WWII, dividing families?




 
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January 22nd, 2005  
Damien435
 
 

Topic: WWII, dividing families?


One of my friends who joined the Army with me has the last name of Eichmann, I know all the jews of this forum and many gentiles alike are guessing who I am going to mention next, that is right, my friend's uncle was Adolf Eichmann, one of the more infamous Jew killers (pardon the term) and one of the higher ups on Israel's list of ex-Nazi's. So what is the point of this post? Simple, WWII, like the American Civil War involved the division of families, brothers fighting brothers, quite literally in this case. My friends family is quite large, by the 1930's most of his family had emmigrated to America, but a small handful, most notably Adolf Eichmann, stayed behind in Germany. While some people will be quite upset about this, let this be known, one of my friend's family members fought for the Nazi's, Adolf, 14 of his family members fought on the side of America in various branches of the military, logistical support and combat positions alike. I guess my point to this post is that all wars split up family members, whether it be a tribal war in Africa or World War II, families will always be split, remember this, but do not allow this to tear your families apart, should, god forbid, this ever happen to you.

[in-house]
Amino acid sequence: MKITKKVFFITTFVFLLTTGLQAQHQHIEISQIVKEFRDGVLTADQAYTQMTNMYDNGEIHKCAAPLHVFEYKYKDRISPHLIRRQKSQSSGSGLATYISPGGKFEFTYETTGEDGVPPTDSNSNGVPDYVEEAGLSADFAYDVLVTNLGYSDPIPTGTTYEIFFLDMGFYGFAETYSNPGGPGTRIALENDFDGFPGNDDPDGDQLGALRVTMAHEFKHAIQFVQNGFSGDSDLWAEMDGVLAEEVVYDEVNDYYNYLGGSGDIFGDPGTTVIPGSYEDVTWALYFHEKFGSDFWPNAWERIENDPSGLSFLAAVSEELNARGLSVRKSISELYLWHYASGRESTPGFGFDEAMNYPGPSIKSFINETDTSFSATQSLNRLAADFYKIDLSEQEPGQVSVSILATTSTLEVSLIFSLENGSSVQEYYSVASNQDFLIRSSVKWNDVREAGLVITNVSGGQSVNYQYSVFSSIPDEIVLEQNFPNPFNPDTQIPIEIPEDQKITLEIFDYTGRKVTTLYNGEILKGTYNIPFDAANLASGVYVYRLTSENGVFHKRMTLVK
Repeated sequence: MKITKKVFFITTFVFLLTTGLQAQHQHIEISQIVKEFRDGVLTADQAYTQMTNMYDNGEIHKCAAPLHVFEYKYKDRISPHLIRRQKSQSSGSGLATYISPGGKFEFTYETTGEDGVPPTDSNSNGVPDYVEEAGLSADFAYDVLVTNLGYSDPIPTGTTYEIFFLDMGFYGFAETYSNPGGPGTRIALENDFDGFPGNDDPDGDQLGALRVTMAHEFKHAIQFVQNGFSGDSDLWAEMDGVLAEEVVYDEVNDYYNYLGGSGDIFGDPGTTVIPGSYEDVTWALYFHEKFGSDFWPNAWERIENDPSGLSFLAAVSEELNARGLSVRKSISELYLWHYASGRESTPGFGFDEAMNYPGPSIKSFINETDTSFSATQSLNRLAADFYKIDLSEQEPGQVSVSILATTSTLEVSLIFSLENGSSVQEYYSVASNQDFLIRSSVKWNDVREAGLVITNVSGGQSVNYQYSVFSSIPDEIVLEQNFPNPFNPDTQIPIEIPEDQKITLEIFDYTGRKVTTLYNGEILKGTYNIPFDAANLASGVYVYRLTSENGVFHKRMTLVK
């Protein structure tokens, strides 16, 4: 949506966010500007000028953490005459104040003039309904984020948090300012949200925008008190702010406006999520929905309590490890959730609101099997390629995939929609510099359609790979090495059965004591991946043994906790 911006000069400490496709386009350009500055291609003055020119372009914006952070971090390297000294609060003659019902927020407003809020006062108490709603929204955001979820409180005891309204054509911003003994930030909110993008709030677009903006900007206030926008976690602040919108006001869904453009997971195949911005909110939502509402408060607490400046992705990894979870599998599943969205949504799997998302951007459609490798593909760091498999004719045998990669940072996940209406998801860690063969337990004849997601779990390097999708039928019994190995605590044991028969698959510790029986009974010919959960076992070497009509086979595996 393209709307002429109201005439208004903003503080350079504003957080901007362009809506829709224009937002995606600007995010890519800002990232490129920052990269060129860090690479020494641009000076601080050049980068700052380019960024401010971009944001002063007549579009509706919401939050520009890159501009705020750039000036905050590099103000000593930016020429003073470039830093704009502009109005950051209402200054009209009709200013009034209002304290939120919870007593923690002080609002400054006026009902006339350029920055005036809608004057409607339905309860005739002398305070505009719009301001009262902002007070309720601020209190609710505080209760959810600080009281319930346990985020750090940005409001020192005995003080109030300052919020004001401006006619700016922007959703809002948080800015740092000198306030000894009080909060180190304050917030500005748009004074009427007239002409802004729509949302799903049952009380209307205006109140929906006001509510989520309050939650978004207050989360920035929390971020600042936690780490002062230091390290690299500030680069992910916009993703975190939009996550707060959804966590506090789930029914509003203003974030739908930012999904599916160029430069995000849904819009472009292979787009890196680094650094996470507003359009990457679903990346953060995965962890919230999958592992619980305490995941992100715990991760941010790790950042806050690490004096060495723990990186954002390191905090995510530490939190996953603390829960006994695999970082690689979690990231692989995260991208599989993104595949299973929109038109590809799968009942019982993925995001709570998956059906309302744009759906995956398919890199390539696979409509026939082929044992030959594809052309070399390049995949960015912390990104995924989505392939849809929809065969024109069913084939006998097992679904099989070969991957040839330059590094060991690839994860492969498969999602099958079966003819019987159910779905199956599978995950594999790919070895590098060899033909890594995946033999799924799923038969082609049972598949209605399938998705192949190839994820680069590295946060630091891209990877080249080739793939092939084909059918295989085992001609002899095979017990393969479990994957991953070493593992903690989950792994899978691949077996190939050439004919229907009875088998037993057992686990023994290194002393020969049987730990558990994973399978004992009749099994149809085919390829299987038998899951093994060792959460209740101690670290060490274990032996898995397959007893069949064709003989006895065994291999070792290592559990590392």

January 22nd, 2005  
A Can of Man
 
 
World War II split Korean families apart and that's still a big issue today.
January 22nd, 2005  
Doppleganger
 
 
Firstly that's one hell of a notorious person to have as an uncle! Secondly, collective guilt does not work and I don't think anyone would honestly tar your friend with the same brush just because he is related to one of the most infamous Nazis of all time.

War can and does split families, with the Korean situation being the most obvious example still left. In Germany too families were split up after the end of WW2, not just in Germany proper but in former German provinces like East Prussia which is now part of Poland.
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